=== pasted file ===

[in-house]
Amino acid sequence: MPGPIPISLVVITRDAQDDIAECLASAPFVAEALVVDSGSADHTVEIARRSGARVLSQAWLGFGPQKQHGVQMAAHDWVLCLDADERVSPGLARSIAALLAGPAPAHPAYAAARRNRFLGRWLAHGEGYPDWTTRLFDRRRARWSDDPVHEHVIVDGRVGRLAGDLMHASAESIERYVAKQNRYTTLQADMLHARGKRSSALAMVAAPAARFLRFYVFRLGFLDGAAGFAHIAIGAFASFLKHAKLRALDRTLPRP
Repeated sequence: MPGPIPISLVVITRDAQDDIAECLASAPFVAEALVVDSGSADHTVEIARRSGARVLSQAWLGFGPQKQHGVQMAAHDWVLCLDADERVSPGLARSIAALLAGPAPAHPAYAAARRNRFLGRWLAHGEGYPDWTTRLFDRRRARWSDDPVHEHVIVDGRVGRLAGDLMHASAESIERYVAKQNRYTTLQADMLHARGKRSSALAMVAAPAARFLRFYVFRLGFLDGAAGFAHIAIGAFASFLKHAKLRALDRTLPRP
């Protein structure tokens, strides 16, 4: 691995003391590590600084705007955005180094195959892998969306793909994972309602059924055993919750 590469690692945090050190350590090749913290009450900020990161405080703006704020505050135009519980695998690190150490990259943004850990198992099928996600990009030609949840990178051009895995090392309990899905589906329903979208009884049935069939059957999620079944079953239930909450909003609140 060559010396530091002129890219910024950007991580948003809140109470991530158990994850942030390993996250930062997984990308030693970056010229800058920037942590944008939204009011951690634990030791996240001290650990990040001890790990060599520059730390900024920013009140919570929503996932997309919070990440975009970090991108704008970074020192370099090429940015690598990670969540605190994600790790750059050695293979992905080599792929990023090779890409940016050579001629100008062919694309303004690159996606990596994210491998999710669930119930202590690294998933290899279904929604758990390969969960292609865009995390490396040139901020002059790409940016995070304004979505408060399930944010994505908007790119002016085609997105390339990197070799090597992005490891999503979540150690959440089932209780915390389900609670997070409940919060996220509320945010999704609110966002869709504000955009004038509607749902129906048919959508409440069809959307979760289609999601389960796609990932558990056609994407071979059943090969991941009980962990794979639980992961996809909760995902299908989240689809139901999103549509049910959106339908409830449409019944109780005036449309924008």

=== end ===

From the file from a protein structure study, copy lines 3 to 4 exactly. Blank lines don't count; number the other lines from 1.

Repeated sequence: MPGPIPISLVVITRDAQDDIAECLASAPFVAEALVVDSGSADHTVEIARRSGARVLSQAWLGFGPQKQHGVQMAAHDWVLCLDADERVSPGLARSIAALLAGPAPAHPAYAAARRNRFLGRWLAHGEGYPDWTTRLFDRRRARWSDDPVHEHVIVDGRVGRLAGDLMHASAESIERYVAKQNRYTTLQADMLHARGKRSSALAMVAAPAARFLRFYVFRLGFLDGAAGFAHIAIGAFASFLKHAKLRALDRTLPRP
């Protein structure tokens, strides 16, 4: 691995003391590590600084705007955005180094195959892998969306793909994972309602059924055993919750 590469690692945090050190350590090749913290009450900020990161405080703006704020505050135009519980695998690190150490990259943004850990198992099928996600990009030609949840990178051009895995090392309990899905589906329903979208009884049935069939059957999620079944079953239930909450909003609140 060559010396530091002129890219910024950007991580948003809140109470991530158990994850942030390993996250930062997984990308030693970056010229800058920037942590944008939204009011951690634990030791996240001290650990990040001890790990060599520059730390900024920013009140919570929503996932997309919070990440975009970090991108704008970074020192370099090429940015690598990670969540605190994600790790750059050695293979992905080599792929990023090779890409940016050579001629100008062919694309303004690159996606990596994210491998999710669930119930202590690294998933290899279904929604758990390969969960292609865009995390490396040139901020002059790409940016995070304004979505408060399930944010994505908007790119002016085609997105390339990197070799090597992005490891999503979540150690959440089932209780915390389900609670997070409940919060996220509320945010999704609110966002869709504000955009004038509607749902129906048919959508409440069809959307979760289609999601389960796609990932558990056609994407071979059943090969991941009980962990794979639980992961996809909760995902299908989240689809139901999103549509049910959106339908409830449409019944109780005036449309924008």